Teen suicide casts shadow in Comox Valley riding

This traumatized everyone in our community. Government policies are really hurting our youth in many ways. The Generation Spending Gap ranges from $45,000 per senior 65 years and older to $12,000 per citizen 45 and under. Click here or the pdf file to read the full article or an excerpt below.

 

Adrian Dix, Don McRae.jpg

 

COURTENAY — There was a long, awkward silence when it came time for students to ask questions of B.C. political candidates at Mark R. Isfeld Secondary School. Most stared off across the gymnasium or shuffled their feet. Megan Lawrence stood up.

The 17-year-old Grade 12 student walked to the podium in front of more than 200 of her peers to ask the first question of the all-candidates debate: What are you going to do to help young people struggling with mental-health issues?

It’s a timely question in the Comox Valley, where five teens committed suicide between 2009 and 2011, leading the B.C. Coroners Service to issue a public statement.

The issue has even cast a shadow over two planned North Island hospitals. The B.C. Liberals had hoped the $600 million spent on the facilities would bolster their re-election chances. Instead, the party is under attack for the lack of dedicated youth mental-health beds and the long waiting lists for help.

“It’s just something no one is doing anything about,” said Lawrence, who waited more than five months to get an appointment with the only youth psychiatrist for her depression — and is still waiting for other counselling.

“It’s a need in the community that’s not being filled by anybody.”

Despite a recommendation by a coroners jury in 2012 — after another teen suicide — the Vancouver Island Health Authority says there isn’t demand for dedicated youth mental-health beds in the new 153-bed Comox hospital, set to open in 2017.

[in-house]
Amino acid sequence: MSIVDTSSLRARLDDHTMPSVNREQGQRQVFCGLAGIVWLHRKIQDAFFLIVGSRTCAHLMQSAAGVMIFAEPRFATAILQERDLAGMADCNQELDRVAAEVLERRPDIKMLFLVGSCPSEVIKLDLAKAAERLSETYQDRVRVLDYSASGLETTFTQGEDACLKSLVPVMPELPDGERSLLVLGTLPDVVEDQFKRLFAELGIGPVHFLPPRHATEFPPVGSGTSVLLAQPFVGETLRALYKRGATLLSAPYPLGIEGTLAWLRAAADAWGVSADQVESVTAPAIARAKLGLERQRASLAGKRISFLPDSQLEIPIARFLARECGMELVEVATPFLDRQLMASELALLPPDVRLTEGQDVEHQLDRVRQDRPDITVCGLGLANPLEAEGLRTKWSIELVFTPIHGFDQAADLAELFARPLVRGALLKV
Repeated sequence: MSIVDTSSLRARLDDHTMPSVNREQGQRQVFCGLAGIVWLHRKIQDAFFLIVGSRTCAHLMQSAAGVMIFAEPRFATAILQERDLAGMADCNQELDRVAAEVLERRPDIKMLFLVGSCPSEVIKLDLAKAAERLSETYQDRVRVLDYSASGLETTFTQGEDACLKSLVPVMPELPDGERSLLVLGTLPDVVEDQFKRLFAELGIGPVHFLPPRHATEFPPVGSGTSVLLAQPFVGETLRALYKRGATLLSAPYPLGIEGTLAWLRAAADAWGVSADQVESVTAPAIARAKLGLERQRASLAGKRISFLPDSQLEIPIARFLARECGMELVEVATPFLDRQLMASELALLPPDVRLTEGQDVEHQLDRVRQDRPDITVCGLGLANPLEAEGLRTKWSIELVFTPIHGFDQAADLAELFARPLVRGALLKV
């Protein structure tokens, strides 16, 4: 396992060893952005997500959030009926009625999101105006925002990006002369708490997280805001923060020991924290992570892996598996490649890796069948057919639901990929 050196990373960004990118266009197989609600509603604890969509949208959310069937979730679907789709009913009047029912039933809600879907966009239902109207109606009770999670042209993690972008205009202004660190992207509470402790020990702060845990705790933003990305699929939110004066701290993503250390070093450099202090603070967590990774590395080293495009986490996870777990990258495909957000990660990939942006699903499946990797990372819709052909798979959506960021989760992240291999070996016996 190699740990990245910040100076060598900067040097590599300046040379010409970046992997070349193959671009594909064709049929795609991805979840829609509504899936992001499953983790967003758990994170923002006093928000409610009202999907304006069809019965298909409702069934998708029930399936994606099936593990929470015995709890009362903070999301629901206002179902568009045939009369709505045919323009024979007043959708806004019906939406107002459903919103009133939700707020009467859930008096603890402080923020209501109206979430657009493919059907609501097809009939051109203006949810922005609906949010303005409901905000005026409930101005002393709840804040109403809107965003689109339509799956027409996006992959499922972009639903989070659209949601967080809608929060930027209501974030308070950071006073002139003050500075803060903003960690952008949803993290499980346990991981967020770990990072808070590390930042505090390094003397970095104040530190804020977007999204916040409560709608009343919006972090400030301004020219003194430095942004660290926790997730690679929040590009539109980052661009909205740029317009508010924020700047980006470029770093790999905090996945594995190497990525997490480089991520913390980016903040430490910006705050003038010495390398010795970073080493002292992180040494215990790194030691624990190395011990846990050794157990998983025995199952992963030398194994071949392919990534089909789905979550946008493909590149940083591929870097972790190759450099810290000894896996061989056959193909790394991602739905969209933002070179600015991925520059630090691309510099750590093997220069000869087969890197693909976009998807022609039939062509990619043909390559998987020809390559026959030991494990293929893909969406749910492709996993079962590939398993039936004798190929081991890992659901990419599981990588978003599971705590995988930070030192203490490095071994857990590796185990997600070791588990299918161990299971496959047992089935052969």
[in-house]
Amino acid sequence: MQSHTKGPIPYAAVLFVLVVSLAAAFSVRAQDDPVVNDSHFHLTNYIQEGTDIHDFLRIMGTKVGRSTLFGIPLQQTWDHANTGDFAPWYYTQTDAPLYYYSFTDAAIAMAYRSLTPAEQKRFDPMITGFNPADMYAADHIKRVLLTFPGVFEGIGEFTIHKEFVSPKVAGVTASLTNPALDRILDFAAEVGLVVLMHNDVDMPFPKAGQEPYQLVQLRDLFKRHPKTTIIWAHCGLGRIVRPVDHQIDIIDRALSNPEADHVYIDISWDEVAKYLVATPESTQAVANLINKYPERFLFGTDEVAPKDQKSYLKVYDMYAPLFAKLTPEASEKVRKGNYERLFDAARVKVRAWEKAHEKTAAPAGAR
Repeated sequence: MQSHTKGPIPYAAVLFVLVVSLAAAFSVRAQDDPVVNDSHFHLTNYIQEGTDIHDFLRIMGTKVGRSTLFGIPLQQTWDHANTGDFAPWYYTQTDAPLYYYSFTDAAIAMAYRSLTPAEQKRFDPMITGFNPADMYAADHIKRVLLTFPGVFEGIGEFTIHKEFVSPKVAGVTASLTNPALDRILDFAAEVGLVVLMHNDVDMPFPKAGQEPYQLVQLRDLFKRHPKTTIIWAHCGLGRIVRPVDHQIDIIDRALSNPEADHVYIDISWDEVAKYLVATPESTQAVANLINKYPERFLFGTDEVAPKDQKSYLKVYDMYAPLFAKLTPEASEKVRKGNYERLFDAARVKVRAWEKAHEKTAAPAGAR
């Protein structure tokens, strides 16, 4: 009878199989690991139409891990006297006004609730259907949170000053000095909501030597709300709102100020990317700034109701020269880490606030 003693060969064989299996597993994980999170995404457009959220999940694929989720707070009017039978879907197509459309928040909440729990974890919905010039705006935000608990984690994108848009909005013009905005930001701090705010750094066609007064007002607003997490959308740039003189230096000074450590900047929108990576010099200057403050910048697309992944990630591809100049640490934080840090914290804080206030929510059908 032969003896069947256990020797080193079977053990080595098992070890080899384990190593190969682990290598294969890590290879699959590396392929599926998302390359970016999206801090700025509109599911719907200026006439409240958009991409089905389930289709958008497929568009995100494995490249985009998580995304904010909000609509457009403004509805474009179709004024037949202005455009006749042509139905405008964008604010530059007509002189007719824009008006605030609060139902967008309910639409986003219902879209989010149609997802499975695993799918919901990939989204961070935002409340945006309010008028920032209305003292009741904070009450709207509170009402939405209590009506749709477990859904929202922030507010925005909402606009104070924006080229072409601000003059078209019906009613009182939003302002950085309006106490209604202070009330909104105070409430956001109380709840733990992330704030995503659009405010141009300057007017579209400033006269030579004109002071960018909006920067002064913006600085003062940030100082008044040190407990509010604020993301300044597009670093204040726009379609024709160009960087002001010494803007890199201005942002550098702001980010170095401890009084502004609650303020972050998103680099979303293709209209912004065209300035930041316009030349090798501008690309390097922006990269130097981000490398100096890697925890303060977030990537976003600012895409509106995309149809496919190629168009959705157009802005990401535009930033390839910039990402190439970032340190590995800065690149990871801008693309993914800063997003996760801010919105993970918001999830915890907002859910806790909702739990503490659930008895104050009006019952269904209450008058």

“I would advocate for an alteration in [hospital] design and a dedicated youth bed,” said NDP candidate Kassandra Dycke.

She said she would also work to reduce the average nine-month wait for mental-health services and boost funding for local community groups using the $35 million proposed by the NDP for youth mental health.

“A lot of parents will struggle at home with their teens who are suicidal, dealing with very serious mental health issues, waiting to get treatment for their young people nine months later,” said Dycke, who works at the Comox Military Family Resource Centre and has been campaigning for 18 months.

Liberal incumbent Don McRae, who served as agriculture and education minister during his rookie term, said space in the new hospital could be sectioned off for youth, and that he’s continuing to advocate for more medical resources.

“Like a lot of communities, we’re not able to get every health-care professional that we’d like to have,” he said.

“They say there’s this nine-month wait — it’s because we don’t have enough individuals.”

Green candidate Chris Aikman said he would look for the root cause of the mental-health trouble, which isn’t always solved by hospitals or drugs.

 

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